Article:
Dagmar Obert’s love of color, form, and texture help her transform homes with a touch of elegance and comfort. With her eye for design and more than two decades of experience, Dagmar has become one of the top interior designers in Chicagoland. Today, she is a design consultant in the Seattle area and shares her ideas on the Balsam Hill blog.
In this one-on-one interview, Dagmar recounts how motherhood has taught her to look for longevity in a piece of furniture or home decor. ‘The flip side is, if you don’t like a particular style, you can change it.’ One’s decorating preferences have to be realistic. Find out more about Dagmar’s decorating style.
BH: What is your favorite part about being a mother? What is the most rewarding and most challenging aspect of it?
Dagmar: My favorite aspect is knowing that your child is a part of you and your spouse. Each child is a new soul, a created being. There’s hope in that. Knowing when to bridle your child’s passion, when to rein it in, and when to let it flourish or encourage it is challenging. When you see them use their gifts for others in serving and helping the world, you begin to see that motherhood is rewarding. For example, my daughter is magical with words and helps people so much with their writing and marketing while keeping integrity in the product or service.
BH: How has motherhood changed your style and design aesthetics?
Dagmar: I would say motherhood has made me want to have nice things or a specific style, but to have realistic expectations as well. I look for longevity in a piece of furniture or paper or clothing item. I also do not take myself too seriously. The flip side is, if you don’t like a particular style, you can change it. I think things like mid-century modern and minimalism are making a comeback; things are kept simple and clean and not so fussy. I like sanded, worn pieces, not to the extent of shabby chic but strong wood, thick leather, and sturdy with lots of room for everyone to be included. I wouldn’t have said this prior to having kids.
BH: How has your mother inspired your decorating style? Would you mind sharing some decorating advice she’s given you with us?
Dagmar: My mother is very open and does not offer strong opinions. It’s annoying and charming at the same time. It has helped me to always think outside of what is expected. She never squelched or laughed at an idea I had. Her advice: just make people feel comfortable. She’s amazingly hospitable.
BH: What advice has your mother given you that you would also like to give to your children?
Dagmar: The best one is to laugh at yourself and not take things too personally. If someone criticizes you, it’s either true or not. If it’s not true, leave it there. If it is, work on it. Another is that self-pity is a waste of time. I believe this is a quote from Anne Sullivan to Helen Keller. My mother said the same version of this over and over. Truthfully, I saw how much it sapped energy to worry about what other people said and I just wanted to move on and get stuff done or work on the next project or adventure.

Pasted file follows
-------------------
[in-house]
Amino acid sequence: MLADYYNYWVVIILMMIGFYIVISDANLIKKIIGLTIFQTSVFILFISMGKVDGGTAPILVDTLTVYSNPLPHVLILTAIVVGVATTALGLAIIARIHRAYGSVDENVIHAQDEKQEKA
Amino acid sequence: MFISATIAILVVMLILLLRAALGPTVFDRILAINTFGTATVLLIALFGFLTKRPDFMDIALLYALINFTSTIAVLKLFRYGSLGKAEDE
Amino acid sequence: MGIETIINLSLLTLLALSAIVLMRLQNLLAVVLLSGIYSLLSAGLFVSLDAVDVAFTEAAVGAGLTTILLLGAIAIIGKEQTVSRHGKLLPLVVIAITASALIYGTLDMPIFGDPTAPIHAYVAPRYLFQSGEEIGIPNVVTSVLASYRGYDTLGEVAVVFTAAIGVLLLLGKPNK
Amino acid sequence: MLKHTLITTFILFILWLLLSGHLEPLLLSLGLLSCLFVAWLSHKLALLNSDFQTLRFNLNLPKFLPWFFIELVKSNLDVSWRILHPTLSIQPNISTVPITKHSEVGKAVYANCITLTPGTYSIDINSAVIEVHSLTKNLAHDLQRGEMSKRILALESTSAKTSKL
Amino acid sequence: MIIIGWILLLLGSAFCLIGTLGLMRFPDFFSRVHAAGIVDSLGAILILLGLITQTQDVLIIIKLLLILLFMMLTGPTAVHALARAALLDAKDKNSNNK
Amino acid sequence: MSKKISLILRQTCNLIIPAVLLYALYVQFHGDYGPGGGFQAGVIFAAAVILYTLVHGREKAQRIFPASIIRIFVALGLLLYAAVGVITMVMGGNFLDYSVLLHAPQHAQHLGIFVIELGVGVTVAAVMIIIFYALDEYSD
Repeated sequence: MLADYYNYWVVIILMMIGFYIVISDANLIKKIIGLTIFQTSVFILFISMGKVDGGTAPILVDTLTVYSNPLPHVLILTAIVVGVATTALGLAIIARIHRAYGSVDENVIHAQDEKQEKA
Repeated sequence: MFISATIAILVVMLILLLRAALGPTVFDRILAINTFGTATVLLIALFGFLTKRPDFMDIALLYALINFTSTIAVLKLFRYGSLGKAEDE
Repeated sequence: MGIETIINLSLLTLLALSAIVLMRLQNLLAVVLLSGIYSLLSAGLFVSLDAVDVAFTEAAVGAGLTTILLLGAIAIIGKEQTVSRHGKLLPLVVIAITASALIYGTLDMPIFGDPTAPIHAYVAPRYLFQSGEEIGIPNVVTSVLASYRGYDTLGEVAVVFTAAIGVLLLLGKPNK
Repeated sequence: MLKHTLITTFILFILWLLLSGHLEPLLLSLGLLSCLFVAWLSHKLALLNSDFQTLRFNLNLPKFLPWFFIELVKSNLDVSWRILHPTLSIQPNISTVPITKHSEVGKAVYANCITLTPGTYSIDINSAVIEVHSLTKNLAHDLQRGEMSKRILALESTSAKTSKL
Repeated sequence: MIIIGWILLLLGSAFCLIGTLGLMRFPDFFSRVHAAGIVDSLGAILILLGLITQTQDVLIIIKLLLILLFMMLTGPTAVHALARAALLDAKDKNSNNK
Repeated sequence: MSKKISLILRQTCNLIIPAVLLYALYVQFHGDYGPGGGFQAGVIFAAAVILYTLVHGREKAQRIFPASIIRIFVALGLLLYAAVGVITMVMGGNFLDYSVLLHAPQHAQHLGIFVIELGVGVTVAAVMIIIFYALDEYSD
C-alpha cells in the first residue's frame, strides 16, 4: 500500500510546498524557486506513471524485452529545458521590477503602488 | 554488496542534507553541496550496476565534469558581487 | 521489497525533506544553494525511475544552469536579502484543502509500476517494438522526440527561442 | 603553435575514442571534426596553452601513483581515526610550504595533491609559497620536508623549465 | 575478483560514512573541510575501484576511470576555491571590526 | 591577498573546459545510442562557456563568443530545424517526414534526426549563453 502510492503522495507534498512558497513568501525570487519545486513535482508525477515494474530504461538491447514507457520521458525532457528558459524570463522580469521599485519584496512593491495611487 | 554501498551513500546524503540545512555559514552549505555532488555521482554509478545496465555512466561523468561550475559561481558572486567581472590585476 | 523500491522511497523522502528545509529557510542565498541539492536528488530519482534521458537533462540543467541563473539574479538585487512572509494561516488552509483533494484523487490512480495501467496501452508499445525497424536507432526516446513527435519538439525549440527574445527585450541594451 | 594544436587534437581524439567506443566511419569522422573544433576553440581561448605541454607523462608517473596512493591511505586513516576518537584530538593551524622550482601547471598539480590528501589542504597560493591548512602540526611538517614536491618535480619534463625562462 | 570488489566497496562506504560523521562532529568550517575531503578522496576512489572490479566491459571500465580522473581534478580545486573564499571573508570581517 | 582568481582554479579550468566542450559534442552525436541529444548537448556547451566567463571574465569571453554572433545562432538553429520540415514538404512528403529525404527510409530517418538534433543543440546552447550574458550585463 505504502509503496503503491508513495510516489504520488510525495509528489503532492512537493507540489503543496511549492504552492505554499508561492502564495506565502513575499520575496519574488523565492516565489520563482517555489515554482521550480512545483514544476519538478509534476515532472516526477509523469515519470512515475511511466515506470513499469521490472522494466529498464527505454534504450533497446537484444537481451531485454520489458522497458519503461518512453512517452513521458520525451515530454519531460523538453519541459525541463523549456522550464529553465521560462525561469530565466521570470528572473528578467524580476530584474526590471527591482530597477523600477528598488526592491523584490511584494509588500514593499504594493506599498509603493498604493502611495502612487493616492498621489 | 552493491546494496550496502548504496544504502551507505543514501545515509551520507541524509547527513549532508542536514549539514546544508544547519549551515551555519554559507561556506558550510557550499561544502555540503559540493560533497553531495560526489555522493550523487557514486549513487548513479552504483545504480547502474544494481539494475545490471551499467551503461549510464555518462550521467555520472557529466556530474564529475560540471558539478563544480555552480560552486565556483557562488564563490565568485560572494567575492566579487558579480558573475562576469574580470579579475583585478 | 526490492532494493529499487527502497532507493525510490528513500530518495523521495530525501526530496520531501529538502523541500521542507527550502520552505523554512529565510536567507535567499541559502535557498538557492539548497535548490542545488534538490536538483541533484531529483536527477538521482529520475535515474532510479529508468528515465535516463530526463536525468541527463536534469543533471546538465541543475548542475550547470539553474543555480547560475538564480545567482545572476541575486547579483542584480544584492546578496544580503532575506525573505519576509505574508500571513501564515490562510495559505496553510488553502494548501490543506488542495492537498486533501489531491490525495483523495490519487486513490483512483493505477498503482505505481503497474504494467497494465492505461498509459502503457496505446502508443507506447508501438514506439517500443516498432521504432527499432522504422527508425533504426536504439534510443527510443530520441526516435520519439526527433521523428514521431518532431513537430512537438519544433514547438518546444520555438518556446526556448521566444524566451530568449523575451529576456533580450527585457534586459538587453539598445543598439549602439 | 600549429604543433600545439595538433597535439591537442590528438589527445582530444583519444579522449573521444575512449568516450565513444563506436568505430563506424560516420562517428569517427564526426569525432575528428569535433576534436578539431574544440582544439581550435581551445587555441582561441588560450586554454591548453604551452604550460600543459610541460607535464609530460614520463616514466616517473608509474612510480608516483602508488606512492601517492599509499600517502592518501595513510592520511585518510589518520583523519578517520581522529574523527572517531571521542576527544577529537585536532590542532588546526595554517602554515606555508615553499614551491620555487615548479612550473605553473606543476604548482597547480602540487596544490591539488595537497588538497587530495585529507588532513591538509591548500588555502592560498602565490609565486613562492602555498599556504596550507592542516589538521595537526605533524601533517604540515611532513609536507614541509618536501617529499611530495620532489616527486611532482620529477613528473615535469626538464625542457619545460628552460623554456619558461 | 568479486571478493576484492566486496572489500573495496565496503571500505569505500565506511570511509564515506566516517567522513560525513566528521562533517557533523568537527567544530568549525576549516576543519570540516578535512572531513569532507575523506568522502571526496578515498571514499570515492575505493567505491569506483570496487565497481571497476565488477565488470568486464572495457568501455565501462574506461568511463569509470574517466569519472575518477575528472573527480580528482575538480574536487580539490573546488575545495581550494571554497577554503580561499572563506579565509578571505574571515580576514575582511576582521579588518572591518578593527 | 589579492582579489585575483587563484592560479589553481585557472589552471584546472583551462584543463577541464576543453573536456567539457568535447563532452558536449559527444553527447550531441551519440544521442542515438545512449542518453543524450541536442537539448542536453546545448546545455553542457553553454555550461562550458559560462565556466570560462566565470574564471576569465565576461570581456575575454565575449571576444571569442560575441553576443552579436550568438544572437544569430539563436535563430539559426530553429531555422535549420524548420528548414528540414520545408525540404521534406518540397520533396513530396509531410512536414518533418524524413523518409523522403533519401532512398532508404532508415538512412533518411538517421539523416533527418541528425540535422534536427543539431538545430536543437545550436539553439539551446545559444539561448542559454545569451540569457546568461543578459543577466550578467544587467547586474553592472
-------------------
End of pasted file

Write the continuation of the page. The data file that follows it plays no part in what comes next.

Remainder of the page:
BH: Is there an activity you do now that still reminds you of something you did with your mother as a child?
Dagmar: She read the golden book Color Kittens to me and I have been fascinated with color ever since. She also put crayons and markers in front of me early on and just expected me to do something. I think it was to keep me from asking questions. I guess I was pretty exhausting that way.
BH: Do you have any springtime traditions you would like to pass on to your children and grandchildren?
Dagmar: I decorate with lots of green for spring inside our home. Go for the cool spring tones in April and then work toward other flowers in May by planting outside. And Easter is hugely important for our faith. The glory and hope of new life, both internally and externally, we see coming to fruition all around us.
BH: How do you and your family prepare your home for spring? Is there a specific piece of decor you put out that signifies spring has arrived?
Dagmar: I have a very regal rabbit, a sophisticated Peter Rabbit that holds spotted robins’ eggs. I also have a very neat and tidy tuft of grass that looks lie grazing pasture. I put these little fleece sheep on it. The display is lovely and can go right into summer.
BH: What’s your idea of a perfect Mother’s Day celebration?
Dagmar: It would be going to tea or brunch and then spending the day outside hiking or exploring a new area or town. I love anything that stimulates memories and thankfulness, and creates special times you can reflect on when you have to be apart.